Unlike Panasonic, which had a bewildering array of PAL design generations you need to parse to find the best models, the Sony/Pioneer twins are grouped into just three easily-identifiable generations: terrible, good and very good. Terrible is anything made before 2004-2005, good is 2005-2007, very good is 2008 and later. In model name terms, for Pioneer you want to avoid anything with a four digit model name (i.e. 5100) and any model number ending in 20 (i.e. 520). Sony is even easier: avoid model numbers ending below 50 (i.e., RDR-HX750 and above are good, below x50 less desirable for VHS). Pioneer models ending in 30 (like DVR-530) digitize VHS fairly well, the followup x40 models like DVR-540 can be a tad fuzzier, the final 550, 560 and LX series of 2007-2009 had upgraded video encoder chips that are somewhat cleaner with VHS input. Later Sony variations like RDR-HX780 split the difference between Pioneer 540 and 550, incorporating encoder ideas from both.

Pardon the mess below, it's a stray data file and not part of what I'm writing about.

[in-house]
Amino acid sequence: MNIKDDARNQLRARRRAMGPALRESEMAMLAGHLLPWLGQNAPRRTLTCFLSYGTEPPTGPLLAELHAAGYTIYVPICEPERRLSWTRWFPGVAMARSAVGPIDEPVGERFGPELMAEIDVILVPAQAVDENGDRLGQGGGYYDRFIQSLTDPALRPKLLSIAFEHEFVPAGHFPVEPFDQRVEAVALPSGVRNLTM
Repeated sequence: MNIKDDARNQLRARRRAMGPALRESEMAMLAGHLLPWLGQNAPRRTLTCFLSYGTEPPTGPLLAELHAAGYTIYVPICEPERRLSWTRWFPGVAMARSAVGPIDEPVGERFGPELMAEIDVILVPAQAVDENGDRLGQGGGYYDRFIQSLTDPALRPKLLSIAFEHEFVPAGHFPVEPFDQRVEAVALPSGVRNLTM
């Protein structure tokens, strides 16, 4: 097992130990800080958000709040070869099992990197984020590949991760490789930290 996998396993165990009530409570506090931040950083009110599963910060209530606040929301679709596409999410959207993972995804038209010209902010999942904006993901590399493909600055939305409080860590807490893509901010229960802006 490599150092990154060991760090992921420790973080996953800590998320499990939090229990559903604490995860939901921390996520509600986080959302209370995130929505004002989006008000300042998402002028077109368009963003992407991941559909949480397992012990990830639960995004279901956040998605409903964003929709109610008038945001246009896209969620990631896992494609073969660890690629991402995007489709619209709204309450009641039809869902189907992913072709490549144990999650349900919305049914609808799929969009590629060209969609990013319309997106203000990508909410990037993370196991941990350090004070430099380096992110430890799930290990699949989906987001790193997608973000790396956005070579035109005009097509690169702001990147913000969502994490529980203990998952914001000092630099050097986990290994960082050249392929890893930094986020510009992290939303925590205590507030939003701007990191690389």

Last edited by orsetto; 2nd Apr 2020 at 13:42.
Thanks for the elaborate answer, making it easier to decide what to pick
The reason why I don't think I will go for the direct-to-pc digitizing route as of now is because it's too much of a gamble to get a good TBC as of today that also isn't too worn out to be able to function well. And reselling it again or arguing to get the money refunded and the item returned would be somewhat of a hassle I could imagine. (Otherwise I have a newly formatted win 7 computer with an extra internal HDD installed, JVC S-VHS VCR with in-line TBC and a fairly good USB capture device, and I have setup and configured virtualdub and amarectv to a ready-to-go state (only thing that's a bit trickier is the timing options, but since I don't have an external TBC I should probably not bother too much with it, I've just experimented with these apps so far.)) I may go this route later on when I don't have to prioritize other things in terms of time money, risks and such. I want to save the tapes rather "soon" (this thread is about one year old, but relatively speaking) too and also before the magnetism "weakens" in the vhs-tapes too much, but at the same time not on the expense of losing too much output quality. I will probably save the more safe but complex direct-to-pc route that leads to more convenient and easily read files, like you said, for later probably
They produce excellent results, IF you can get one with a still functioning burner. That's why I have a few spare units in my stash.